Primarily it will be drawings, maps and letters that will have dates. Prattinton’s own notes for the most part do not.

4. Description

This is where you can add as much information as you like that you think will be useful to researchers. Names of individuals, families, churches and parishes are very helpful to mention – unless the entire item is a list of names! Because the image is available you don’t need to copy out everything that is on it.

This field is very much optional! There will be many cases where you have already put everything that is relevant in the title so you can skip this.

If you are unsure about this field, err on the side of more detail rather than less. You can also leave a note on the bottom of the form specifically requesting feedback from the Archivist.

5. Creator

If an item has been signed by the person who wrote, sketched, printed or otherwise created it, please add it here. If all that is given is a surname that is sufficient.

Many of the items will have been written by Prattinton himself. If you can recognise his handwriting, feel free to add his name here, otherwise the Archivist will complete this where necessary.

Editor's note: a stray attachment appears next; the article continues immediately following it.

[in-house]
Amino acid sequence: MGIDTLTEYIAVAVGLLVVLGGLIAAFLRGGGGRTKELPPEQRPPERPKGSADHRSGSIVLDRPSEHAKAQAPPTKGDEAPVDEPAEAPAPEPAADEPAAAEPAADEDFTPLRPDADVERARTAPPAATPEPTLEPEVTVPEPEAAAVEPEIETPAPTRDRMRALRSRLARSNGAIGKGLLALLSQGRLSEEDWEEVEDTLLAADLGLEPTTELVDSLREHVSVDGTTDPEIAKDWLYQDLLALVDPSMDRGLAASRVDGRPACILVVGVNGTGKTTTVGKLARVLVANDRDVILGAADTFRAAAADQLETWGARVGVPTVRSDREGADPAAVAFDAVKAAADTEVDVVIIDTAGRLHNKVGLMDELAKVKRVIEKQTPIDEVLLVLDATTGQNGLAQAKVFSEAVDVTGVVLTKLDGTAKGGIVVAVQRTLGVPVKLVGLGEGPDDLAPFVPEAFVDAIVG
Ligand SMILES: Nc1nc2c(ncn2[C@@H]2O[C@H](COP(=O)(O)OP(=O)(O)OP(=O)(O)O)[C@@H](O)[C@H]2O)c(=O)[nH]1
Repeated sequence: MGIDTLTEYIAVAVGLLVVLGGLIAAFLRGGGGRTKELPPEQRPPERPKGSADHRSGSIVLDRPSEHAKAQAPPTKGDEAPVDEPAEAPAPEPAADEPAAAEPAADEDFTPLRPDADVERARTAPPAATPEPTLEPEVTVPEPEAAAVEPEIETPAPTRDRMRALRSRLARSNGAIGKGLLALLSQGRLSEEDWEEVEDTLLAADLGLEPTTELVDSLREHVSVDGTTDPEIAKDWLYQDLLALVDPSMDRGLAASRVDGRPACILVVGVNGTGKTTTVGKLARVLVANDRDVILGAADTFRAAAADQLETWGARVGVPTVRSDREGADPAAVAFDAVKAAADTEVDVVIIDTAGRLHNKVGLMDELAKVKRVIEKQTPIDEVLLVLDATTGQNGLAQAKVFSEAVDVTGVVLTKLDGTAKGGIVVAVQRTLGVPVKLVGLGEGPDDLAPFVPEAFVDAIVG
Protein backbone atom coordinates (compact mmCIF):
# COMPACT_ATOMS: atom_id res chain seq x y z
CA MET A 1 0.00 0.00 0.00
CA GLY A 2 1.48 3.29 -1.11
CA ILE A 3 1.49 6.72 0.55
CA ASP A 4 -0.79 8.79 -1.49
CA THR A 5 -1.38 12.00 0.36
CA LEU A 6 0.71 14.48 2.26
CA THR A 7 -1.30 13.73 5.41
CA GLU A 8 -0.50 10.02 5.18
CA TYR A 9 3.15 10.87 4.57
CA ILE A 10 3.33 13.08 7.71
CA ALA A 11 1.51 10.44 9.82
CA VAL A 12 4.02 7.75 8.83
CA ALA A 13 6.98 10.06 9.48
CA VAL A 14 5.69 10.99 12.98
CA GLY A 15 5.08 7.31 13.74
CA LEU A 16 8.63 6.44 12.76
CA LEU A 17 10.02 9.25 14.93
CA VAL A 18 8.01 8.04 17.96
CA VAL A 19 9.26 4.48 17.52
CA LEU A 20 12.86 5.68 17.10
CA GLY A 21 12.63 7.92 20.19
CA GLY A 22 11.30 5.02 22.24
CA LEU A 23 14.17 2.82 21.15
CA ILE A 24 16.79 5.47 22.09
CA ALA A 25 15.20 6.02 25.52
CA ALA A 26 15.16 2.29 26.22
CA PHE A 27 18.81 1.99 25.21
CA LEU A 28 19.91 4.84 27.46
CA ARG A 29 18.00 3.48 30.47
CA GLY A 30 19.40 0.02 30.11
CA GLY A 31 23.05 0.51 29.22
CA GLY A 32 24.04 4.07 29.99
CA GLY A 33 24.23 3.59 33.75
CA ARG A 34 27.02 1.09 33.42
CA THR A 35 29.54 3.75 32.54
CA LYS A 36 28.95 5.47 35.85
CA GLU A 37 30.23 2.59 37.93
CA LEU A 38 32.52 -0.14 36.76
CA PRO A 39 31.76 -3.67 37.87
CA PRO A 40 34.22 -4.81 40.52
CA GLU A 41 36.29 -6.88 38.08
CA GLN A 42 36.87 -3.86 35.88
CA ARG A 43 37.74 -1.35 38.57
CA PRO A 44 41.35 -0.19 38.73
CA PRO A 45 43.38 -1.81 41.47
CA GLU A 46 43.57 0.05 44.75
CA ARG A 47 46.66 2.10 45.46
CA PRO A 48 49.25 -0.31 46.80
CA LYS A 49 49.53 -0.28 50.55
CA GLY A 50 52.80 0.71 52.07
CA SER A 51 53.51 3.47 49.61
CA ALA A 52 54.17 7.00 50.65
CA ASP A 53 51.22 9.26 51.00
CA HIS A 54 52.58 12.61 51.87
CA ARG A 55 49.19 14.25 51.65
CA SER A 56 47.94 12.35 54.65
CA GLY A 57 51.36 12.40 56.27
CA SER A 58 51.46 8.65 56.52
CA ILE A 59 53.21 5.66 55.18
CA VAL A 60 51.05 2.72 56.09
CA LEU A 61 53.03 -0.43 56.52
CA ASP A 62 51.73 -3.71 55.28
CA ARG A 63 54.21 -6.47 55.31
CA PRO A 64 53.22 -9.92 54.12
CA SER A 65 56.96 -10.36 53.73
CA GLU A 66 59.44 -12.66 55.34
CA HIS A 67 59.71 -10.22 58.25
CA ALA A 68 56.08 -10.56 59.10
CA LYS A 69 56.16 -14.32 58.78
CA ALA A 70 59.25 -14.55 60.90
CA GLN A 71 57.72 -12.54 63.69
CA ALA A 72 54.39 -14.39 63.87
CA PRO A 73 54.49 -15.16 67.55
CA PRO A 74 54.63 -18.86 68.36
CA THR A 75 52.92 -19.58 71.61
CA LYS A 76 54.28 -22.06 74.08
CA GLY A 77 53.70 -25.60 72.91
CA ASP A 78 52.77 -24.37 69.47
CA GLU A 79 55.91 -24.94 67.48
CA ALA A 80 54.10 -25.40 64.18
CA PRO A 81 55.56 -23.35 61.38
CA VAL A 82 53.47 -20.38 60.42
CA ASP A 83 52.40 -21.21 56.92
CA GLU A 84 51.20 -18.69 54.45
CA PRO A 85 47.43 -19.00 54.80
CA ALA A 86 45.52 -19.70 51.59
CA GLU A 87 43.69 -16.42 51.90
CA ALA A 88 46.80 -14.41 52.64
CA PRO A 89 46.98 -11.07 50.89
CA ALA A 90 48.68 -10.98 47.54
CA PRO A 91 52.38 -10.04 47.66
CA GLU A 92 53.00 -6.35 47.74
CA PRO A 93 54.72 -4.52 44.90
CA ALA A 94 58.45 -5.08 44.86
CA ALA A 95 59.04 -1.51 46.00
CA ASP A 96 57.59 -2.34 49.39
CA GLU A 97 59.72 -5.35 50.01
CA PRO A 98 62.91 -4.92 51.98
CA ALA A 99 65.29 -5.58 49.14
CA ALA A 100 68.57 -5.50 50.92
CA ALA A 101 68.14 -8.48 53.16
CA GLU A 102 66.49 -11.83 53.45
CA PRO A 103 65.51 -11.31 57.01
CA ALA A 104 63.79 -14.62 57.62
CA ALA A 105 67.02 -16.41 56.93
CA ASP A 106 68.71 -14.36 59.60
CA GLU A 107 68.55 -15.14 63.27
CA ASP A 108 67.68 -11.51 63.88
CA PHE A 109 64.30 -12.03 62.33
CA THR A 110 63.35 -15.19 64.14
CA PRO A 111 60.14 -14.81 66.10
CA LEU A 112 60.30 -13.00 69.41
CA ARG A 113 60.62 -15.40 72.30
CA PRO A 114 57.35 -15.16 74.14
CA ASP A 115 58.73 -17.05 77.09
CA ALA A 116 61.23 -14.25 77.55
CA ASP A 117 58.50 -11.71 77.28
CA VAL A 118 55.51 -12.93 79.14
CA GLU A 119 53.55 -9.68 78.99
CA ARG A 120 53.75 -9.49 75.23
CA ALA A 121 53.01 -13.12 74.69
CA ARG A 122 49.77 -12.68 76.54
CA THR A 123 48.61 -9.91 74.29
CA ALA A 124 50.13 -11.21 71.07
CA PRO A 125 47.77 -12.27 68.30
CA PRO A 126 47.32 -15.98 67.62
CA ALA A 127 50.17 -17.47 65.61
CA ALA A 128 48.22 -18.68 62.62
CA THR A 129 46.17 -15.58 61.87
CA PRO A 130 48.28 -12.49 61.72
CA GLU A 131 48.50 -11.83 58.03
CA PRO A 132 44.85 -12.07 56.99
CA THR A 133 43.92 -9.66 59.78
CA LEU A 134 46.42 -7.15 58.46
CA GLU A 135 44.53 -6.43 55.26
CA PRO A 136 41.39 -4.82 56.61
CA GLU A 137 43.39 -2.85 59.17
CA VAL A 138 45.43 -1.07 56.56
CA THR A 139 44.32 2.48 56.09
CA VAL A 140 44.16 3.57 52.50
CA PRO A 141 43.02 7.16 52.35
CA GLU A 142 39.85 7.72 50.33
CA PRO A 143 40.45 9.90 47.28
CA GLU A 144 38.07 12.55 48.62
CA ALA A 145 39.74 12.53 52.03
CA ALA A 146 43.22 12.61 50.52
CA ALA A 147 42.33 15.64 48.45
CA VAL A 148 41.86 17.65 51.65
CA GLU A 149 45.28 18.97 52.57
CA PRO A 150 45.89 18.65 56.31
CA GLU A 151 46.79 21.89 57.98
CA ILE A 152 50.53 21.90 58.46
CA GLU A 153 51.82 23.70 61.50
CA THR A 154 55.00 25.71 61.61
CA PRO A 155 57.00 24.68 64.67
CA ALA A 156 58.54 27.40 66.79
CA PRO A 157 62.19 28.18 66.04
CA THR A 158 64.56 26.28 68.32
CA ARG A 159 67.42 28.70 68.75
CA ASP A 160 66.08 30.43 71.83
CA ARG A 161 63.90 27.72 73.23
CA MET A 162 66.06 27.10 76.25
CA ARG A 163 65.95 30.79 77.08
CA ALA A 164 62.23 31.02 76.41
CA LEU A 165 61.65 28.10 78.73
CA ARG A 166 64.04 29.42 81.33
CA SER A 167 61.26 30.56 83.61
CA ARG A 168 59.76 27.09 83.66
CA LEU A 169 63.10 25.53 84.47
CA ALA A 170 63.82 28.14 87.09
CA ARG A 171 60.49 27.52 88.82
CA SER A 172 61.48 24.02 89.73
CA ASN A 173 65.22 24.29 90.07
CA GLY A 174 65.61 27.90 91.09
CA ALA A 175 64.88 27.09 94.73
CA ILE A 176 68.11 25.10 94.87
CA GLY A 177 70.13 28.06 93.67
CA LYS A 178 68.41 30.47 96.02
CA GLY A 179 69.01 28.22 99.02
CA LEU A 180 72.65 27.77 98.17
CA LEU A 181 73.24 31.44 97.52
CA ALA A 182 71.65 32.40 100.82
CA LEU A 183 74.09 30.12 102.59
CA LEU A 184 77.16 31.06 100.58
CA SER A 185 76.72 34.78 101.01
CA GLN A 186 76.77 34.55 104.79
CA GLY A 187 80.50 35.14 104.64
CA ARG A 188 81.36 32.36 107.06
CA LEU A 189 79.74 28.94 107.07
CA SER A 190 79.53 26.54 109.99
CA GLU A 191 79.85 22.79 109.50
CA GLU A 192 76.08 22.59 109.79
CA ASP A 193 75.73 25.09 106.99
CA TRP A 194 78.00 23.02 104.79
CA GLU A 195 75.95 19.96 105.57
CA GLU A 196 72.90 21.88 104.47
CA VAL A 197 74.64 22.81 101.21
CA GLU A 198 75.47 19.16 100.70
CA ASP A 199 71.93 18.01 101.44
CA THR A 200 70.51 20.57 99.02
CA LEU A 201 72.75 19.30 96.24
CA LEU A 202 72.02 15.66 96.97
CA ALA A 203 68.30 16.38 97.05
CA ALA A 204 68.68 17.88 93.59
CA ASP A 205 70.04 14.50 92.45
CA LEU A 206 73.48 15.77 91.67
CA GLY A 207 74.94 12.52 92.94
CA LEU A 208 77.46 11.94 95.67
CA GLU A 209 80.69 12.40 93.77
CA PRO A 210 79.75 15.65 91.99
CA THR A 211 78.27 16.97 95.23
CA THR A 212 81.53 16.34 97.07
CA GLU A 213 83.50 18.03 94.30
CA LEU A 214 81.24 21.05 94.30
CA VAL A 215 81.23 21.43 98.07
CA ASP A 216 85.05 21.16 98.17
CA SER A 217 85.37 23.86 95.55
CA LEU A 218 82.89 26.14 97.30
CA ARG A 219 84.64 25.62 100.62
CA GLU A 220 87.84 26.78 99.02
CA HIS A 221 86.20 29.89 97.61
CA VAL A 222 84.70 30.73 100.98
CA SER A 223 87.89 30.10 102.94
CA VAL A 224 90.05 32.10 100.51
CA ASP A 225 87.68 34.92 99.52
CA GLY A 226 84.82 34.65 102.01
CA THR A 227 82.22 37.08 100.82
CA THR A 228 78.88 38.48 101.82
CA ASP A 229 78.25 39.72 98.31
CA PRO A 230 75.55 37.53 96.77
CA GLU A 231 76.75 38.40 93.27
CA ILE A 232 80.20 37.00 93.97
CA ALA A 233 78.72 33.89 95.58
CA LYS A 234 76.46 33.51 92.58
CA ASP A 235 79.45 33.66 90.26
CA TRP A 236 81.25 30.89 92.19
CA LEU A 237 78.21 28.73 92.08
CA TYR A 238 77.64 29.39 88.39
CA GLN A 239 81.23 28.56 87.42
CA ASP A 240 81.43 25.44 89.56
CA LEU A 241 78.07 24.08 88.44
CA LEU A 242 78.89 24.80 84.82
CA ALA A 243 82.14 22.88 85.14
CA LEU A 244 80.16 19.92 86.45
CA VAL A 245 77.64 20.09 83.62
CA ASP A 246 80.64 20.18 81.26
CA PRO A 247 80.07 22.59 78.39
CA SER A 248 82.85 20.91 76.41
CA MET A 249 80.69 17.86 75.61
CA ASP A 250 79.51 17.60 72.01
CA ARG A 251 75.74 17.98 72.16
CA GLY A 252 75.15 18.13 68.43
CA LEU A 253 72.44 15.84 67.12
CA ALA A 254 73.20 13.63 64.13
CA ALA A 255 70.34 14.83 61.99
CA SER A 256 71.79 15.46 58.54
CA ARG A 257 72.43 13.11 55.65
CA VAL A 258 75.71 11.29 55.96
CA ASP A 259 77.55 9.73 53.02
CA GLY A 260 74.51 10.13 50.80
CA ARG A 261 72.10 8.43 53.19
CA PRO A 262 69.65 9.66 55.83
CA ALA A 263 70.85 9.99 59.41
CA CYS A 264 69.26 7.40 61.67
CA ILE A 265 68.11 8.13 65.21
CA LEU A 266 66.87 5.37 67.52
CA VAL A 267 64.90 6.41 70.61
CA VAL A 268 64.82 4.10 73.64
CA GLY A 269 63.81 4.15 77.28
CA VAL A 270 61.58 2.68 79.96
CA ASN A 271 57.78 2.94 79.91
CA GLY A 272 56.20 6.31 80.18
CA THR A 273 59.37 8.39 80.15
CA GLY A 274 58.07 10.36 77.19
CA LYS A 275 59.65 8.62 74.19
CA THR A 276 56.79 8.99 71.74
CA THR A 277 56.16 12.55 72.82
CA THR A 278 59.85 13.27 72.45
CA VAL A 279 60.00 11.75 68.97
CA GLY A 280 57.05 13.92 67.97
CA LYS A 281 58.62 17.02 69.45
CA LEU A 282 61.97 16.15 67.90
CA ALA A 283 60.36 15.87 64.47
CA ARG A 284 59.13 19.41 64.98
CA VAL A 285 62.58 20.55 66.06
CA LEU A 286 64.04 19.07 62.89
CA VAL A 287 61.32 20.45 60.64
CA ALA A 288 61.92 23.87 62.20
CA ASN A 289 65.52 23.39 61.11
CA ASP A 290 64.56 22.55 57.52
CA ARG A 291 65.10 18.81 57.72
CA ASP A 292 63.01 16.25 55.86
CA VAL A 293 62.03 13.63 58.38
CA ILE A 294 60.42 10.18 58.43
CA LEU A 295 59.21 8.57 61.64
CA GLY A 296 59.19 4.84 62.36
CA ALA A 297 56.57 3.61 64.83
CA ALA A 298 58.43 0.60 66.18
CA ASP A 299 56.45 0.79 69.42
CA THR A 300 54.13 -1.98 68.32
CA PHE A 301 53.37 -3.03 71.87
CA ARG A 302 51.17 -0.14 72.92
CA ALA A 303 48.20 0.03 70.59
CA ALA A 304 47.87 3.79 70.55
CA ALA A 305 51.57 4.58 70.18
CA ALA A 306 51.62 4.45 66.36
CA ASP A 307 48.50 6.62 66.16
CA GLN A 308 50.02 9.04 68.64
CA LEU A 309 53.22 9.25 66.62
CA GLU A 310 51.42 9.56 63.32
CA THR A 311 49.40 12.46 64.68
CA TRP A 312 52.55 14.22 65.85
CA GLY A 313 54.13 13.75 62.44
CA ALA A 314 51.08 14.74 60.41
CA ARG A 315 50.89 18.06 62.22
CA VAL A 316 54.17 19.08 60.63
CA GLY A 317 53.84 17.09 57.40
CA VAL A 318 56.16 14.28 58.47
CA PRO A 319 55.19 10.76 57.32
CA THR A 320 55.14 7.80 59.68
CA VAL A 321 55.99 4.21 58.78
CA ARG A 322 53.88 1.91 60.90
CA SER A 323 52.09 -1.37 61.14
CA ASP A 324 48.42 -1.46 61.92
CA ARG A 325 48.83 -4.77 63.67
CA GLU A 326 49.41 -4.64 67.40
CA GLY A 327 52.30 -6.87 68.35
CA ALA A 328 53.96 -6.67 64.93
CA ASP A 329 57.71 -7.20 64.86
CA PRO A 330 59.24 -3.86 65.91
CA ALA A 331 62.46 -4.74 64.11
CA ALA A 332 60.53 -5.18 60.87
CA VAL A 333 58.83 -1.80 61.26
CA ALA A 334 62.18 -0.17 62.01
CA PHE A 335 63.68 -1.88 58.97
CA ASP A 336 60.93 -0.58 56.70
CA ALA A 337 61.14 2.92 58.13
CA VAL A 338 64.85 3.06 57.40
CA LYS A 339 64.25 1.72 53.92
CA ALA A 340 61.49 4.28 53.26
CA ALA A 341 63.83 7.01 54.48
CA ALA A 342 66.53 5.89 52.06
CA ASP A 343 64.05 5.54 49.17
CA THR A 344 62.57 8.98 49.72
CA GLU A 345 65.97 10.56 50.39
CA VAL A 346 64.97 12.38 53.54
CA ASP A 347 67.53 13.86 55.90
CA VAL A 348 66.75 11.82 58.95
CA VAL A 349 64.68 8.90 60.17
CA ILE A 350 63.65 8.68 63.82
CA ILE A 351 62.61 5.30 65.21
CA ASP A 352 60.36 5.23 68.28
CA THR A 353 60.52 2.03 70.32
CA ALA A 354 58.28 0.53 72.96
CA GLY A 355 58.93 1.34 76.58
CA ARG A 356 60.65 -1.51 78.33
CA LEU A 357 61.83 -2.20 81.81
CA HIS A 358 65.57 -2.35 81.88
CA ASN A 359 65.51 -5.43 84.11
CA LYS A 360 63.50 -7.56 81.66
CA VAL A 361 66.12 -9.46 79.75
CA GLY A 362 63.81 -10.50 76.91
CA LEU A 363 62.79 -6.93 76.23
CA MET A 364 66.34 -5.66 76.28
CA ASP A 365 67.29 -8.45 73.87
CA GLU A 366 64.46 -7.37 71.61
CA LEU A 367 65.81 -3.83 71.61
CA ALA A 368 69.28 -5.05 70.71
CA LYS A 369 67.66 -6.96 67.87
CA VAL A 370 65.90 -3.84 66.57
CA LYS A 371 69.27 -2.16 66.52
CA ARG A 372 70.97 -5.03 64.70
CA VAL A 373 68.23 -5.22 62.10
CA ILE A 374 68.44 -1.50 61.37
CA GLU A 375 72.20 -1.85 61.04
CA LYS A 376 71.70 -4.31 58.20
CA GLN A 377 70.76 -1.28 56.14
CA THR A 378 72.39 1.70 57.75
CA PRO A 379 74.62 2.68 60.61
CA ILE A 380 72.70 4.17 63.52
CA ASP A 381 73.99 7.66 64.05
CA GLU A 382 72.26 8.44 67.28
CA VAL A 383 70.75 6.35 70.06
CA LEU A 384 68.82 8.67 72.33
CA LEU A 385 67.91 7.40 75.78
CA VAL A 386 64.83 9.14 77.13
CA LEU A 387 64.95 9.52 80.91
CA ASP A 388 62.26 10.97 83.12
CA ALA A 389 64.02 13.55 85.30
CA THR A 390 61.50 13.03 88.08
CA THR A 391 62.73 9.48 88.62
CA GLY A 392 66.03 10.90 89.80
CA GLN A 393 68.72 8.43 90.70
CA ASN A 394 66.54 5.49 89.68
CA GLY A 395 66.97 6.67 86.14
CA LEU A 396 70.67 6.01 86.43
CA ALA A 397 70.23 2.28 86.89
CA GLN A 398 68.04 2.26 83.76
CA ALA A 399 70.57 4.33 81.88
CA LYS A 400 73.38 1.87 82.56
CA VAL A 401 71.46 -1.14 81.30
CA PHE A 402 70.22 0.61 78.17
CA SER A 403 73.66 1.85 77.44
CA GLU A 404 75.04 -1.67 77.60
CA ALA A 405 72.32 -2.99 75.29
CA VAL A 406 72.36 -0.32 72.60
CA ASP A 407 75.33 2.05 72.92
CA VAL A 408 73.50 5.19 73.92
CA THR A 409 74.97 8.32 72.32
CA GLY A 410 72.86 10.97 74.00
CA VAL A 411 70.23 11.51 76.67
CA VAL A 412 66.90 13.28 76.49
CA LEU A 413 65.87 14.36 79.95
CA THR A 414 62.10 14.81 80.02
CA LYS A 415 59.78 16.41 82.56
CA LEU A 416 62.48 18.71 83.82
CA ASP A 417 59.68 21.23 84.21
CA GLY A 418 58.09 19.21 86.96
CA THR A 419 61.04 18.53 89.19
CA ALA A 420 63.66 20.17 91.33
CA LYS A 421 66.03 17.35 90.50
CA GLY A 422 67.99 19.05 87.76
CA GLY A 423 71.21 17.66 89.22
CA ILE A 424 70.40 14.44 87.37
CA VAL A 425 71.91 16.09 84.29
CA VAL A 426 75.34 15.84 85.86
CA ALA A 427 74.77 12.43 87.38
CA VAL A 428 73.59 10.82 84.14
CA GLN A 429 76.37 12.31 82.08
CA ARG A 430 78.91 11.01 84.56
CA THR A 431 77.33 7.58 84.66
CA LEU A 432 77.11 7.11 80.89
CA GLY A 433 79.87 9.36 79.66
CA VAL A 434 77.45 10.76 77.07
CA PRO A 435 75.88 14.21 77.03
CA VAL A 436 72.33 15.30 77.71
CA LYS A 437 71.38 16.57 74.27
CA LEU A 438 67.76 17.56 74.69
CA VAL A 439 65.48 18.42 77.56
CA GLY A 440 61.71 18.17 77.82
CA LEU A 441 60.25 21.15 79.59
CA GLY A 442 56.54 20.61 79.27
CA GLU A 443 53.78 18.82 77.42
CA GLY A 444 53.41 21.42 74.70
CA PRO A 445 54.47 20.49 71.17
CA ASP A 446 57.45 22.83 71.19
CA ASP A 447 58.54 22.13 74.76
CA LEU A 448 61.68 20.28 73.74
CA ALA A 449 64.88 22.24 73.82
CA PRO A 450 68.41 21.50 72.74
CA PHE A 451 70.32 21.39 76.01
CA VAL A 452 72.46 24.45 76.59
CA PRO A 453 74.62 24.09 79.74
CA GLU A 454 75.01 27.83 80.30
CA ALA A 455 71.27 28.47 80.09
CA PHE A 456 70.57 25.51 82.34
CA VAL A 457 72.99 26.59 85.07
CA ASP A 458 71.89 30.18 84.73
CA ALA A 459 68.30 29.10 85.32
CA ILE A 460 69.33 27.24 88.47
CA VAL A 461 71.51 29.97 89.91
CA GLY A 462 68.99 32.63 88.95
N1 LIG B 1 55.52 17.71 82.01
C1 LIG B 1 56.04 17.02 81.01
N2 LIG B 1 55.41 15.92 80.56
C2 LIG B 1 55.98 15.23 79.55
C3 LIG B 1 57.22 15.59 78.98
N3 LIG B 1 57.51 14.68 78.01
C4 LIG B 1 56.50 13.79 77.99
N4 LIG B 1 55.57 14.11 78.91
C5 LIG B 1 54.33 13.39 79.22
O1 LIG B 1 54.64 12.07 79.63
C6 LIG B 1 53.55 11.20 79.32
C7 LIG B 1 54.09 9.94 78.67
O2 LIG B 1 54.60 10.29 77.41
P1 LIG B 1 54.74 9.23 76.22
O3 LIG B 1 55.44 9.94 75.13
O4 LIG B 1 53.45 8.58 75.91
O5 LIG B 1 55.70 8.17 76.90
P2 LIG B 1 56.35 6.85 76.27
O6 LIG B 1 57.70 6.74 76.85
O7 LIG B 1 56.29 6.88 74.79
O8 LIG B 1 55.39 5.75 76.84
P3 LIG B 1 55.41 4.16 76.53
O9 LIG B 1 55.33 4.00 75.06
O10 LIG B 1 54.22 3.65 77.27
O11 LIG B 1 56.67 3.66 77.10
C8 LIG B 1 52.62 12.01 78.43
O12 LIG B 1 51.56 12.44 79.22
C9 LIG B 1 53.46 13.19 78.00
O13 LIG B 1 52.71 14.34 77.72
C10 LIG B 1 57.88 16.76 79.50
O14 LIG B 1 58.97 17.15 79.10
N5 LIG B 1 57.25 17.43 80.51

6. Problems with the image

We have done our best to take good images and divide them into appropriate items, but things can go wrong. If there are any problems please let us know here and we will re-take the image or readjust the catalogue.

Please only tick “it is an empty page” if the entire record is blank – there may well be empty pages if an item is multiple pages long.

7. Any other comments or questions

This field is for comments specific to the item being catalogued – if you have general questions please email [email protected]. You can also request feedback on your description here and the Archivist will get back to you.

We welcome comments on related material elsewhere, either published books/journals or archives in other collections!

8. Your details

We will add a page of acknowledgements to the catalogue to thank all individuals and organisations who have helped us describe the collection. If you would like your name to appear on this, please add it here.

We will also send out an email to everyone who has contributed to a specific section of the catalogue (‘file’ or ‘series’ in archival terms) when the section is completed. If you would like to receive these notifications, please leave your email address here.